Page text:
Talking about Hearing Loss: Why Your Disclosure Method Matters         

Talking about Hearing Loss: Why Your Disclosure Method Matters         

Robert Weissman, Au.D., B.C.A., CCC-A Hearing Loss

Robert Weissman, Au.D., B.C.A., CCC-A

Robert Weissman, Au.D., B.C.A., CCC-A (aka Dr. Hear) is an award-winning audiologist practicing in the Los Angeles area for over 20 years. His professional passion is helping people and families connect or re-connect by maximizing their ability to communicate with each other.
Robert Weissman, Au.D., B.C.A., CCC-A

Latest posts by Robert Weissman, Au.D., B.C.A., CCC-A (see all)

If you have hearing loss, the easiest thing to do is to keep the it to yourself, silently struggling and preventing yourself from taking action on it. But this technique will easily open you up to long-term hearing loss-related conditions such as social isolation, depression, and dementia.

Instead, discussing your experience with friends and family is crucial. If your family doesn’t understand you’re having a hard time hearing, they’ll assume you’re intentionally ignoring them, being rude, or starting to lose your memory.

Demystifying Hearing Loss Stigma

Disclosing your hearing loss however, is easier said than done. Our society still carries a stigma around hearing impairment. Those who fail to reveal their hearing loss to loved ones may concentrate on the comparison between their previous self and their present self — whole versus not whole or capable versus handicapped. Many individuals prefer to prevent the problem and attempt to conceal the fact that they are having a hard time hearing.

Why the stigma? Hearing loss is tied up with society’s tendency to idolize youth and ridicule older generations. Because of this, many may discover that using hearing aids to enhance hearing health makes them look “old.” Similarly, they are also afraid that wearing a hearing aid will make them look unattractive.

In order to reduce this stigma, we need to educate more. Governments, communities and individuals need to inform the general public about the challenges of hearing loss so that we can all foster an environment of understanding and inclusivity for those who are suffering. If you have hearing loss, you’re in a prime position to educate others.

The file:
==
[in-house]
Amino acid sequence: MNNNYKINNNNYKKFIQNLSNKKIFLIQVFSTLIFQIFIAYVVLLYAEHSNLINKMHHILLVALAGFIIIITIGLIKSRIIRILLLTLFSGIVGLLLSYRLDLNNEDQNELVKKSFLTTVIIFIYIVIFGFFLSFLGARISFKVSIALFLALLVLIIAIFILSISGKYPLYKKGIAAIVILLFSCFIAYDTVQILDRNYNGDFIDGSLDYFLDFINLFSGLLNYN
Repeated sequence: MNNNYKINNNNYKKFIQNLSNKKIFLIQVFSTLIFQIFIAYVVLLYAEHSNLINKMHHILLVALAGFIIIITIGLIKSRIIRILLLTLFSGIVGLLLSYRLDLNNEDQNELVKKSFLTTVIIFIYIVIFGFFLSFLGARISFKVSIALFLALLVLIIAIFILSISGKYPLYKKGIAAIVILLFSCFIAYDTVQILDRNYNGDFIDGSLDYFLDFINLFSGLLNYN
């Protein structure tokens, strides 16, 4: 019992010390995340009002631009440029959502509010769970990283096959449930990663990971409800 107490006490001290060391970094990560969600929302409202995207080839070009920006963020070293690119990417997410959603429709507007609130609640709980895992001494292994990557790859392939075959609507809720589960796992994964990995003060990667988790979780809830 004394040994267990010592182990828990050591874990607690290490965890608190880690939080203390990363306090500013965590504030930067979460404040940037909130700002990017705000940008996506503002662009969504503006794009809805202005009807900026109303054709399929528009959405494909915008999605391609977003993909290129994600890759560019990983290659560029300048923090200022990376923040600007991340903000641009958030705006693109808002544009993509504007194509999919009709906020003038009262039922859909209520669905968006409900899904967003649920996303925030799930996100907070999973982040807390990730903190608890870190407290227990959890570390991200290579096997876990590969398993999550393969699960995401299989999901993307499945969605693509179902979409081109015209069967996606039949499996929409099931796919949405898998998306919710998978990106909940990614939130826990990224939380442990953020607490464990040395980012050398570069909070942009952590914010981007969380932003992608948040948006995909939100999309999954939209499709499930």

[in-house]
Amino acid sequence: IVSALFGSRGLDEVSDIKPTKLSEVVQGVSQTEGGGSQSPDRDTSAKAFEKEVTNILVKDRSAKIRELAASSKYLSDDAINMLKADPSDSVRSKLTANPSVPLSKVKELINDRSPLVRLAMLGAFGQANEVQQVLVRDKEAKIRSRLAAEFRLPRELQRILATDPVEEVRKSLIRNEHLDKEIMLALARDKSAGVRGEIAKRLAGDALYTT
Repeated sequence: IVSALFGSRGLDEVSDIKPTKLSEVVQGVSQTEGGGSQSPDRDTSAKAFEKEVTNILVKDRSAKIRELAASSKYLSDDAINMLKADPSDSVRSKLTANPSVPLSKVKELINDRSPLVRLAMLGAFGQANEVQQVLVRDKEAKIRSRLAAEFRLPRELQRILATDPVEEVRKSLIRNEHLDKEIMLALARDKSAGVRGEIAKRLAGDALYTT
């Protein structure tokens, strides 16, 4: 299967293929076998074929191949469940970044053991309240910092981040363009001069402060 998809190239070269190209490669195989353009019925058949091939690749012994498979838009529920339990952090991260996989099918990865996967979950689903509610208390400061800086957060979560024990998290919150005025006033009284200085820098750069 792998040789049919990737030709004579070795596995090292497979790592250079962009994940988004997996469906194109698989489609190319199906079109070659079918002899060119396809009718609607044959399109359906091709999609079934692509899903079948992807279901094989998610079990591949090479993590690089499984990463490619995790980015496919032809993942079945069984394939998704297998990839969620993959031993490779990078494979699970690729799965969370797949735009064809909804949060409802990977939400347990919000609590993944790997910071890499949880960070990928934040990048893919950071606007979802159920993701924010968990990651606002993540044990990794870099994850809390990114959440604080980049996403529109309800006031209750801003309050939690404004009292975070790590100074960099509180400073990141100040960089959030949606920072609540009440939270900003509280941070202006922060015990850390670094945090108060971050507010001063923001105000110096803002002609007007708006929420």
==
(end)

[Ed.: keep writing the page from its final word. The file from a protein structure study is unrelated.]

Aside from informing others, it’s also in your best interest to let those around you know about your condition. And the method in which you disclose your condition will influence the quality of your communication with those around you, according to a recent study.

Types of disclosure methods

In 2015, 337 patients with hearing loss were surveyed by researchers at the Massachusetts Eye and Ear hospital to better understand the language they used with others to reveal their hearing impairment.

The researchers developed a study to collect the actual phrases used by patients to tell others that they have a hearing impairment.  Author Jessica S. West, M.P.H, a Duke University sociologist, evaluated the responses of the participants and separated the responses into three main categories: non-disclosure, basic disclosure and multipurpose disclosure.

  1. Non-disclosure

Non-disclosure is used to define those who do not reveal their hearing loss and mask their disability using sentences often used by those with regular hearing. For instance: “I can’t hear what you’re saying. Could you speak a little louder? “This technique keeps the impairment a secret from others while also placing the burden of improved communication on the shoulders of the conversation partner.

  1. Basic Disclosure

Basic disclosure is used to identify those who reveal that they are suffering from hearing loss and share an explanation for their condition.  For instance, an individual may say “I am partly deaf because of an ear infection that I had years ago,” or “I have had a blockage in my ear since I swam a while ago.”. Crucially however, no attempt is made to facilitate improved communication.

  1. Multipurpose Disclosure

This approach is used to report hearing loss and to suggest an accommodation approach as well. An individual, for example, may say, “I don’t hear from my correct ear as well. Please walk on my left side. “Or they might say,” In this loud space, I’m having difficulty hearing. Please turn the music down so I can hear you. “This technique demonstrates the existence of hearing loss, while also proposing ways to interact more easily with the other individual in the relationship.

It’s clear that multi-purpose disclosure offers the most advantages out of all three. While multi-purpose disclosure is the most revealing in terms of information, it also offers constructive advice on the best accommodations for the individual’s particular case of hearing loss.

Dr. Hear

Visit us at Dr. Hear for a hearing test after following the multipurpose disclosure method and discuss your next step towards better listening. In every step of your hearing loss journey, from the initial hearing evaluation to the selection of the perfect listening device, our qualified listening experts will be there for you to follow up appointments for fittings, maintenance and repairs. Contact us today!